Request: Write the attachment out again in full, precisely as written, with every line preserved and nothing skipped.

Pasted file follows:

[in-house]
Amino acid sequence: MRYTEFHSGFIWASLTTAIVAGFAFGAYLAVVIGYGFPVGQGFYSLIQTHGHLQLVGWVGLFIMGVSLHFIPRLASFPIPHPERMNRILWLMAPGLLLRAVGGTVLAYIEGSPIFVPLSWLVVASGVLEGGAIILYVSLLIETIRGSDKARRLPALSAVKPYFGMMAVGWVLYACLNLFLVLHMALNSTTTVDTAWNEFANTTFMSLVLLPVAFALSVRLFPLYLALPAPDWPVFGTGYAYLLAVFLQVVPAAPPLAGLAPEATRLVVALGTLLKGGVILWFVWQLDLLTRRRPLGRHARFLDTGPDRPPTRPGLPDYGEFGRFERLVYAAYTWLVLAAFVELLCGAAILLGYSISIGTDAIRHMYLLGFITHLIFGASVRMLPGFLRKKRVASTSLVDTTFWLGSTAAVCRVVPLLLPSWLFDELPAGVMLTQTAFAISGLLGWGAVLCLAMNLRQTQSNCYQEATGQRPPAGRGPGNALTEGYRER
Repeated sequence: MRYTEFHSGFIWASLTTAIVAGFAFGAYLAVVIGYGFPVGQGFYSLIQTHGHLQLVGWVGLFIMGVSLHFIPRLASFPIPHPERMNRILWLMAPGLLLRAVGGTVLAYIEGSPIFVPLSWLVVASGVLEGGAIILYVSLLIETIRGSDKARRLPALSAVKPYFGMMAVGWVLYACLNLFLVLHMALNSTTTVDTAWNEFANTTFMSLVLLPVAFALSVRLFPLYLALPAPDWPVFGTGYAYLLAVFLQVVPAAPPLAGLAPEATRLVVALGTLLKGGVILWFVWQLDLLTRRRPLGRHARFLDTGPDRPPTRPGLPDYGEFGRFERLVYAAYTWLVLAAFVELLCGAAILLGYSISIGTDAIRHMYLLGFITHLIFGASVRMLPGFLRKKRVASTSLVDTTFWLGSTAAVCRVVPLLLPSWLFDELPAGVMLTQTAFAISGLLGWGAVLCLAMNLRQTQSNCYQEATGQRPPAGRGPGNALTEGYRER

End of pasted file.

[in-house]
Amino acid sequence: MRYTEFHSGFIWASLTTAIVAGFAFGAYLAVVIGYGFPVGQGFYSLIQTHGHLQLVGWVGLFIMGVSLHFIPRLASFPIPHPERMNRILWLMAPGLLLRAVGGTVLAYIEGSPIFVPLSWLVVASGVLEGGAIILYVSLLIETIRGSDKARRLPALSAVKPYFGMMAVGWVLYACLNLFLVLHMALNSTTTVDTAWNEFANTTFMSLVLLPVAFALSVRLFPLYLALPAPDWPVFGTGYAYLLAVFLQVVPAAPPLAGLAPEATRLVVALGTLLKGGVILWFVWQLDLLTRRRPLGRHARFLDTGPDRPPTRPGLPDYGEFGRFERLVYAAYTWLVLAAFVELLCGAAILLGYSISIGTDAIRHMYLLGFITHLIFGASVRMLPGFLRKKRVASTSLVDTTFWLGSTAAVCRVVPLLLPSWLFDELPAGVMLTQTAFAISGLLGWGAVLCLAMNLRQTQSNCYQEATGQRPPAGRGPGNALTEGYRER
Repeated sequence: MRYTEFHSGFIWASLTTAIVAGFAFGAYLAVVIGYGFPVGQGFYSLIQTHGHLQLVGWVGLFIMGVSLHFIPRLASFPIPHPERMNRILWLMAPGLLLRAVGGTVLAYIEGSPIFVPLSWLVVASGVLEGGAIILYVSLLIETIRGSDKARRLPALSAVKPYFGMMAVGWVLYACLNLFLVLHMALNSTTTVDTAWNEFANTTFMSLVLLPVAFALSVRLFPLYLALPAPDWPVFGTGYAYLLAVFLQVVPAAPPLAGLAPEATRLVVALGTLLKGGVILWFVWQLDLLTRRRPLGRHARFLDTGPDRPPTRPGLPDYGEFGRFERLVYAAYTWLVLAAFVELLCGAAILLGYSISIGTDAIRHMYLLGFITHLIFGASVRMLPGFLRKKRVASTSLVDTTFWLGSTAAVCRVVPLLLPSWLFDELPAGVMLTQTAFAISGLLGWGAVLCLAMNLRQTQSNCYQEATGQRPPAGRGPGNALTEGYRER